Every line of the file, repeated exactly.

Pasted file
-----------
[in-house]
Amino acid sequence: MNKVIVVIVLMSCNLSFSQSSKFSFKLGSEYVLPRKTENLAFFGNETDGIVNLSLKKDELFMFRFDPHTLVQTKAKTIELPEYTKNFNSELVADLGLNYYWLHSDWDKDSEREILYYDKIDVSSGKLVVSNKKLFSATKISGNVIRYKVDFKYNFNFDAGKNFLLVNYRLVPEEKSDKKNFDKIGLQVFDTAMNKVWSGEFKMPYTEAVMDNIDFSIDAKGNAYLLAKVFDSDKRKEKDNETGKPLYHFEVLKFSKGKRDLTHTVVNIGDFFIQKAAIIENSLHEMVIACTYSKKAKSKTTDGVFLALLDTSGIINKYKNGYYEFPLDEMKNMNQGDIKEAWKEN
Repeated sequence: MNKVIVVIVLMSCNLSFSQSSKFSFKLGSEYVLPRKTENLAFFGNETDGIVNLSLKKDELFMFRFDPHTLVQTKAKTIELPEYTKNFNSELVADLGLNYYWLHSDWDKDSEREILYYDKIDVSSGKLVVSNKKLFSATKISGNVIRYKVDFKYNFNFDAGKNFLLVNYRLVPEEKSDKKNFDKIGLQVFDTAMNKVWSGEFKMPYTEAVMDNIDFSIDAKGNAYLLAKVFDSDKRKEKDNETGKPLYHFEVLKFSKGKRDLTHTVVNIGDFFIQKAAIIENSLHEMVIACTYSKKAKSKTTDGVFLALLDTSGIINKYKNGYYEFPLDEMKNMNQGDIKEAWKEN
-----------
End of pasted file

[in-house]
Amino acid sequence: MNKVIVVIVLMSCNLSFSQSSKFSFKLGSEYVLPRKTENLAFFGNETDGIVNLSLKKDELFMFRFDPHTLVQTKAKTIELPEYTKNFNSELVADLGLNYYWLHSDWDKDSEREILYYDKIDVSSGKLVVSNKKLFSATKISGNVIRYKVDFKYNFNFDAGKNFLLVNYRLVPEEKSDKKNFDKIGLQVFDTAMNKVWSGEFKMPYTEAVMDNIDFSIDAKGNAYLLAKVFDSDKRKEKDNETGKPLYHFEVLKFSKGKRDLTHTVVNIGDFFIQKAAIIENSLHEMVIACTYSKKAKSKTTDGVFLALLDTSGIINKYKNGYYEFPLDEMKNMNQGDIKEAWKEN
Repeated sequence: MNKVIVVIVLMSCNLSFSQSSKFSFKLGSEYVLPRKTENLAFFGNETDGIVNLSLKKDELFMFRFDPHTLVQTKAKTIELPEYTKNFNSELVADLGLNYYWLHSDWDKDSEREILYYDKIDVSSGKLVVSNKKLFSATKISGNVIRYKVDFKYNFNFDAGKNFLLVNYRLVPEEKSDKKNFDKIGLQVFDTAMNKVWSGEFKMPYTEAVMDNIDFSIDAKGNAYLLAKVFDSDKRKEKDNETGKPLYHFEVLKFSKGKRDLTHTVVNIGDFFIQKAAIIENSLHEMVIACTYSKKAKSKTTDGVFLALLDTSGIINKYKNGYYEFPLDEMKNMNQGDIKEAWKEN